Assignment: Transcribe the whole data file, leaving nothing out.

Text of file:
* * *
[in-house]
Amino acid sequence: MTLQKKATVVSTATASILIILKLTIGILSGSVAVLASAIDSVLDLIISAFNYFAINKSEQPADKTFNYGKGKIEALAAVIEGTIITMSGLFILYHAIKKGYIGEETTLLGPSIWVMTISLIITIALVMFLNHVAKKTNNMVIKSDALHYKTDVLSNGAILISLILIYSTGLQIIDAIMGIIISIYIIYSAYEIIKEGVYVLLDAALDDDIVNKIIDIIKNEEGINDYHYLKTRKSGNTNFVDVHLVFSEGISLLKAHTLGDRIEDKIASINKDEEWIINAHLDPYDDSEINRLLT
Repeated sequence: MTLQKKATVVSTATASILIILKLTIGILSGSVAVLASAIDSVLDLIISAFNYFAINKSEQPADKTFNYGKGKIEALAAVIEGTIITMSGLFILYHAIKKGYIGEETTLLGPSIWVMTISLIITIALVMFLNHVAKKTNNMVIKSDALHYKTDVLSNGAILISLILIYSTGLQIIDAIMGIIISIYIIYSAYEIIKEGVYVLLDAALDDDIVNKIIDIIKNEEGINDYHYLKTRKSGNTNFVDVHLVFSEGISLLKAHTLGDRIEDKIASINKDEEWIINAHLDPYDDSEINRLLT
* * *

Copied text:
[in-house]
Amino acid sequence: MTLQKKATVVSTATASILIILKLTIGILSGSVAVLASAIDSVLDLIISAFNYFAINKSEQPADKTFNYGKGKIEALAAVIEGTIITMSGLFILYHAIKKGYIGEETTLLGPSIWVMTISLIITIALVMFLNHVAKKTNNMVIKSDALHYKTDVLSNGAILISLILIYSTGLQIIDAIMGIIISIYIIYSAYEIIKEGVYVLLDAALDDDIVNKIIDIIKNEEGINDYHYLKTRKSGNTNFVDVHLVFSEGISLLKAHTLGDRIEDKIASINKDEEWIINAHLDPYDDSEINRLLT
Repeated sequence: MTLQKKATVVSTATASILIILKLTIGILSGSVAVLASAIDSVLDLIISAFNYFAINKSEQPADKTFNYGKGKIEALAAVIEGTIITMSGLFILYHAIKKGYIGEETTLLGPSIWVMTISLIITIALVMFLNHVAKKTNNMVIKSDALHYKTDVLSNGAILISLILIYSTGLQIIDAIMGIIISIYIIYSAYEIIKEGVYVLLDAALDDDIVNKIIDIIKNEEGINDYHYLKTRKSGNTNFVDVHLVFSEGISLLKAHTLGDRIEDKIASINKDEEWIINAHLDPYDDSEINRLLT